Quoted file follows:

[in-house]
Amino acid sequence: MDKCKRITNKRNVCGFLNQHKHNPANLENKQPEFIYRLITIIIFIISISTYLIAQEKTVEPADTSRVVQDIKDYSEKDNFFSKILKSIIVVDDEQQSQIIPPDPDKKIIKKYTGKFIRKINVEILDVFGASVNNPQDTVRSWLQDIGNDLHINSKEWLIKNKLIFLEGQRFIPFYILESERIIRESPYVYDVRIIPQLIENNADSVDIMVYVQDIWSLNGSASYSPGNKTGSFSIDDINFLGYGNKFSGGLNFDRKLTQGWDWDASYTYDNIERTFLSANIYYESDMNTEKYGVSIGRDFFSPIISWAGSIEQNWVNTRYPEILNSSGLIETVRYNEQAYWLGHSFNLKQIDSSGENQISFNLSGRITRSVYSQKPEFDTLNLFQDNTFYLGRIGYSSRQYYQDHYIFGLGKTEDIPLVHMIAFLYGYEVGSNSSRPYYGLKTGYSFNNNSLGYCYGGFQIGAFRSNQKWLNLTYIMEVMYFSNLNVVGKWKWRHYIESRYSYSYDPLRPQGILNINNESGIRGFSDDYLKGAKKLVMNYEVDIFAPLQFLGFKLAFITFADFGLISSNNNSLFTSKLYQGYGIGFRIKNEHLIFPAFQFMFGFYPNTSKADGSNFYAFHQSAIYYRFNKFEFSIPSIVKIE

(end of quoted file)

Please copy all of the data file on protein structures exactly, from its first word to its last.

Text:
[in-house]
Amino acid sequence: MDKCKRITNKRNVCGFLNQHKHNPANLENKQPEFIYRLITIIIFIISISTYLIAQEKTVEPADTSRVVQDIKDYSEKDNFFSKILKSIIVVDDEQQSQIIPPDPDKKIIKKYTGKFIRKINVEILDVFGASVNNPQDTVRSWLQDIGNDLHINSKEWLIKNKLIFLEGQRFIPFYILESERIIRESPYVYDVRIIPQLIENNADSVDIMVYVQDIWSLNGSASYSPGNKTGSFSIDDINFLGYGNKFSGGLNFDRKLTQGWDWDASYTYDNIERTFLSANIYYESDMNTEKYGVSIGRDFFSPIISWAGSIEQNWVNTRYPEILNSSGLIETVRYNEQAYWLGHSFNLKQIDSSGENQISFNLSGRITRSVYSQKPEFDTLNLFQDNTFYLGRIGYSSRQYYQDHYIFGLGKTEDIPLVHMIAFLYGYEVGSNSSRPYYGLKTGYSFNNNSLGYCYGGFQIGAFRSNQKWLNLTYIMEVMYFSNLNVVGKWKWRHYIESRYSYSYDPLRPQGILNINNESGIRGFSDDYLKGAKKLVMNYEVDIFAPLQFLGFKLAFITFADFGLISSNNNSLFTSKLYQGYGIGFRIKNEHLIFPAFQFMFGFYPNTSKADGSNFYAFHQSAIYYRFNKFEFSIPSIVKIE